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Option #4: Mexico

Fluency in English is in great demand all over Mexico. This in turn has created several opportunities for teaching English without a BA. A majority of the citizens including university students, school children, businessmen etc. are very keen to study English. Due to the increasing demands for learning English, the government has passed a law recently to offer work permits to teachers with a formal TEFL certification and English skills.

Option #5 South America

South America is perhaps the best place to explore your teaching talents without a degree. Places like Argentina, Peru and Ecuador offer a variety of jobs for English teachers from foreign countries. These places do not require you to have a university degree or diploma. However, there’s a potential downside of working in these countries. You end up getting paid less than Middle Eastern or Asian countries. Costa Rica is one of the best places in the region to start your English teaching career without a degree.

General Tips about Teaching English Without a BA

While you are focused on teaching English abroad and searching for jobs, it is extremely essential for you to acquire a TEFL certification, as it would immensely increase the probability of your employment. You could consider doing one of these courses: TEFL and TESOL Certifications.

Online TESOL certifications

Also be aware of the school hiring seasons in whichever region you want to work. For instance, in South America, schools hire teachers during March/April; while in Europe, it is typically between September and January.

Starting work as a volunteer in schools, where your basic needs are taken care of would be a great way to explore further possibilities with respect to teaching English without a BA. So, go ahead and explore these regions to fulfill your dream of teaching English, minus the degree.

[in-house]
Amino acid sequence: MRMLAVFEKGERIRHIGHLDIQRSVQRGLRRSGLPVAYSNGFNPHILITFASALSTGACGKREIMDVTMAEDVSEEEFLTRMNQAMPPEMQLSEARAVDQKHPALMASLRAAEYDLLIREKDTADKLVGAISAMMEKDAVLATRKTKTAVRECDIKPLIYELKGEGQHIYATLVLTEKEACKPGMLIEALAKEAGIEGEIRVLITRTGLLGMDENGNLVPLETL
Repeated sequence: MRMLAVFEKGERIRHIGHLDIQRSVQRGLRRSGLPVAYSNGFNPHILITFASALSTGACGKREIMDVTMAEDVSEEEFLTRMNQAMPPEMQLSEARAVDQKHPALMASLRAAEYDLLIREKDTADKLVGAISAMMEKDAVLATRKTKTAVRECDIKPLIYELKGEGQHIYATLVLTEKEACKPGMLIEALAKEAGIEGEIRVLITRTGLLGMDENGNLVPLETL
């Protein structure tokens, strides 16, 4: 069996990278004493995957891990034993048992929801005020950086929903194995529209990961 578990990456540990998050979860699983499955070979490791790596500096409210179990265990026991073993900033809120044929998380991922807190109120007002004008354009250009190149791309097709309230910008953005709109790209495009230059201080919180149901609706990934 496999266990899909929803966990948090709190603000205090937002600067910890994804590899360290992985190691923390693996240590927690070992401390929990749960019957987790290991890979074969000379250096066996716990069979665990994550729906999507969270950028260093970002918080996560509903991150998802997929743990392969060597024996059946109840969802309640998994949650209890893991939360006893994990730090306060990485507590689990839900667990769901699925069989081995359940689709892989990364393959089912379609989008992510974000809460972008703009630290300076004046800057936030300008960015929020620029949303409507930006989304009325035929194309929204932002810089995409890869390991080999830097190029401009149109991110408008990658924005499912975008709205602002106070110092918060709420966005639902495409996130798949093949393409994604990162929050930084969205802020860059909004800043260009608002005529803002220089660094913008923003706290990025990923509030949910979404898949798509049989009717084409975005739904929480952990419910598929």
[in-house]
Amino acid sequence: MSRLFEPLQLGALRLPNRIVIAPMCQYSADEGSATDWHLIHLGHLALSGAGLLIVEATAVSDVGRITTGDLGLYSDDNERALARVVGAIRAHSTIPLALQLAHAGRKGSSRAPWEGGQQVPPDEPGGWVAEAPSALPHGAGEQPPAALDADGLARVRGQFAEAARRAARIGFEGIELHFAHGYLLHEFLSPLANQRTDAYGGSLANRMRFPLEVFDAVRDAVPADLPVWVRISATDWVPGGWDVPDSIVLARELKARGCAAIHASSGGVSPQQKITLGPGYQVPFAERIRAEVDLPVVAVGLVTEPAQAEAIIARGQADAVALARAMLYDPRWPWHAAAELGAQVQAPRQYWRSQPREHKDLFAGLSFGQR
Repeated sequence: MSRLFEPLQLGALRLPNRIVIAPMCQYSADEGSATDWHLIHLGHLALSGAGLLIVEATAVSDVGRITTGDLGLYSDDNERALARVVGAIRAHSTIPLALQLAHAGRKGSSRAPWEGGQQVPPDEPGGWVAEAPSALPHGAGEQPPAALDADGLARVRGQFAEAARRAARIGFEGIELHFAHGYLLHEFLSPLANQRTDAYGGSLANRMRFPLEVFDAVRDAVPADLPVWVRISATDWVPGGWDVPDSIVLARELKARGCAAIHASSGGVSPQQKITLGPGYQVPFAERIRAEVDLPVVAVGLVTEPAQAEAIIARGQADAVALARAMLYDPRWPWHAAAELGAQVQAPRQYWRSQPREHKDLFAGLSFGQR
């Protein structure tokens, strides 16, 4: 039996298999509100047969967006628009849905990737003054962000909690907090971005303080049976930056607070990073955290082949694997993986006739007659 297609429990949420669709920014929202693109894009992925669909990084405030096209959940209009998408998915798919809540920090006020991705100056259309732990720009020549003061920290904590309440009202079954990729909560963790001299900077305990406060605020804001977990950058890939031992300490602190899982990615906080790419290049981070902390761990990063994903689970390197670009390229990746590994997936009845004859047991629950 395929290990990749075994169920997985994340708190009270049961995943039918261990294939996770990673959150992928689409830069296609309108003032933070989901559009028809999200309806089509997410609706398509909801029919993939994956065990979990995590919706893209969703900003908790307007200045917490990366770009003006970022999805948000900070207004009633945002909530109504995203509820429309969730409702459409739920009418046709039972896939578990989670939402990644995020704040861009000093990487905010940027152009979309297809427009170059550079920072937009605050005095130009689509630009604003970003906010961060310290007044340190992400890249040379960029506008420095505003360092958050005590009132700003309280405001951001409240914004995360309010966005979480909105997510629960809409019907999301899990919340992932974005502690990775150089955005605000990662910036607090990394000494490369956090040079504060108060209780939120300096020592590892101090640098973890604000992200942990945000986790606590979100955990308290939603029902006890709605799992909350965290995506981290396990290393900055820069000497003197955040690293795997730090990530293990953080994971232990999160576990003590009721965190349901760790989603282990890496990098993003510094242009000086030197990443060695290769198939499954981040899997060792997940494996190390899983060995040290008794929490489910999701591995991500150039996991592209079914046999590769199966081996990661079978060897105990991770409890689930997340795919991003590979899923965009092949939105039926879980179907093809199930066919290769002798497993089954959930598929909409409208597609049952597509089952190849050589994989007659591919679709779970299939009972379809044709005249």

What do you Think?

Are there any places that teachers with a degree should consider? Leave a comment below and let us know.


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One Comment

  1. David Blatt

    While I agree the more training and degrees the better and increases employment opportunities, I found a distinct credibility gap between official requirements and the needs of individual language schools on the ground. For a start, being a TEFL teacher is very poorly paid compared to other “professions” so the turnover of staff is high. This results in schools lowering their requirements in order to employ English teachers and offer a continuous corriculum to their students.

    A university degree is also no indicator of the ability of people to teach. Universities cannot teach enthusiastic and genuine communication and empathy. It comes from within. Certainly the study and aquisition of a recognised TEFL certificate, CELTA or Trinity TESOL, should be the bare minimum, but I found schools in many regions round the world that were simply crying out for English speakers who could just string a sentence or two together.